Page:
masquerade as (someone or something)

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masquerade as (someone or something)

1. Literally, to disguise oneself as someone or something; to dress in apparel meant to look like someone or something else. I love seeing all the kids on Halloween masquerading as ghouls, goblins, and cartoon characters.
2. To pretend to be someone or something that one is not; to posture as someone or something. It's clear now that the candidate has just been masquerading as a common, working-class citizen to gain more votes across the county. She masqueraded as a legitimate journalist before it was discovered that she had plagiarized most of her work.
See also: masquerade

masquerade as someone or something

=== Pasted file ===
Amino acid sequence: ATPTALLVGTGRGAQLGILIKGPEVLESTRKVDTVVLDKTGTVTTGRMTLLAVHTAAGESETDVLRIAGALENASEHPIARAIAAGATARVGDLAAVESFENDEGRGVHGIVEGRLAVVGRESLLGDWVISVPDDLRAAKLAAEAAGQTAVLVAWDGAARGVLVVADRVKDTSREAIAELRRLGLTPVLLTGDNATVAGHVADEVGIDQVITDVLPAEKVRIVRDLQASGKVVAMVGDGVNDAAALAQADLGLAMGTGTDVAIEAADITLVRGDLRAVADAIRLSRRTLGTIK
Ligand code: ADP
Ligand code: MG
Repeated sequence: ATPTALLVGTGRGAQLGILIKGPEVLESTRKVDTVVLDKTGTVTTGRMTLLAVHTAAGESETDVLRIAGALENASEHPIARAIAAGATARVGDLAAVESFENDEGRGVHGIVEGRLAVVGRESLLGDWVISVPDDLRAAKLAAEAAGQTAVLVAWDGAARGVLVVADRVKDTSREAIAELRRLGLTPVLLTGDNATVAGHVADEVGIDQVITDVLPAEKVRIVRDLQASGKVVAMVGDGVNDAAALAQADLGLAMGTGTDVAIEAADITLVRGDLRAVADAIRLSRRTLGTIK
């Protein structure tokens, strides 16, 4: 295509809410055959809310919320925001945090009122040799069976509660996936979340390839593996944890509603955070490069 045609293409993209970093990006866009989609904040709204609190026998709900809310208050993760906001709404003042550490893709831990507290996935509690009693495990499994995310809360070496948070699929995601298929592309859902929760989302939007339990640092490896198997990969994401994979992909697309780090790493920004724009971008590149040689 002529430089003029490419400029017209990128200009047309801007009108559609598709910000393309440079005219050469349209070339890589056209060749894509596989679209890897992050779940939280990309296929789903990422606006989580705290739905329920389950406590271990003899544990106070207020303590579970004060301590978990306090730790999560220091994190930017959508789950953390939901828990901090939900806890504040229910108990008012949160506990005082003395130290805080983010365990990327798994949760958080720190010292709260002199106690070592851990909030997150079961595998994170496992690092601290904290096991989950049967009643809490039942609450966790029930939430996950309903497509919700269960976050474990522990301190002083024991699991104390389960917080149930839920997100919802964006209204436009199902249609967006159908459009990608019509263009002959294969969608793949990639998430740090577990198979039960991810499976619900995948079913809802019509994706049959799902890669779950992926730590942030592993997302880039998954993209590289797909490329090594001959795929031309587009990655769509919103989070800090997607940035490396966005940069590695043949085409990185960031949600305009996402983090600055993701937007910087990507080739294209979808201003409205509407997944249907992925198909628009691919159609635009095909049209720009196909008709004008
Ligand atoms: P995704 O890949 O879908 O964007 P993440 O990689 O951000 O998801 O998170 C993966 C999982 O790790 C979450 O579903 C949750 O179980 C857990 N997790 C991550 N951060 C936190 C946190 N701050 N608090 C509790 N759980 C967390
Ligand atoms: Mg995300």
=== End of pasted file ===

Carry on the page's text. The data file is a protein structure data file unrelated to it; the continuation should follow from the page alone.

to appear disguised as someone or something; to pretend to be someone or something. We decided to masquerade as ghosts for the party. Mr. Wilson, who is a bit overweight, masqueraded as Cinderella's coach.
See also: masquerade
References in periodicals archive ?
Considering the common perception of Yoruba masquerades as a heavily male-dominated sphere of social life, Willis's attention to the central role of female actors is particularly commendable and represents the book's most obvious potential for influencing scholarship outside the specialized field of Yoruba studies.
Anybody who masquerades as the party official should not blame us if they find will find themselves in a hot soup,' he said.
Along with these investigations, he also considers such masquerades as horse figures, clowns, Mother Hubbards in St.
This point is important because the questions observers ask shape the responses people offer in return, and observers who in the past have approached masquerades as expressions of particular cultural or ethnic group identities may have unwittingly embedded the assumption into their questions or their analyses of the answers they received.
(2013) 'Masquerades as the public face: art of contemporary hunters' associations in western Burkina Faso', African Arts 46 (4): 46-59.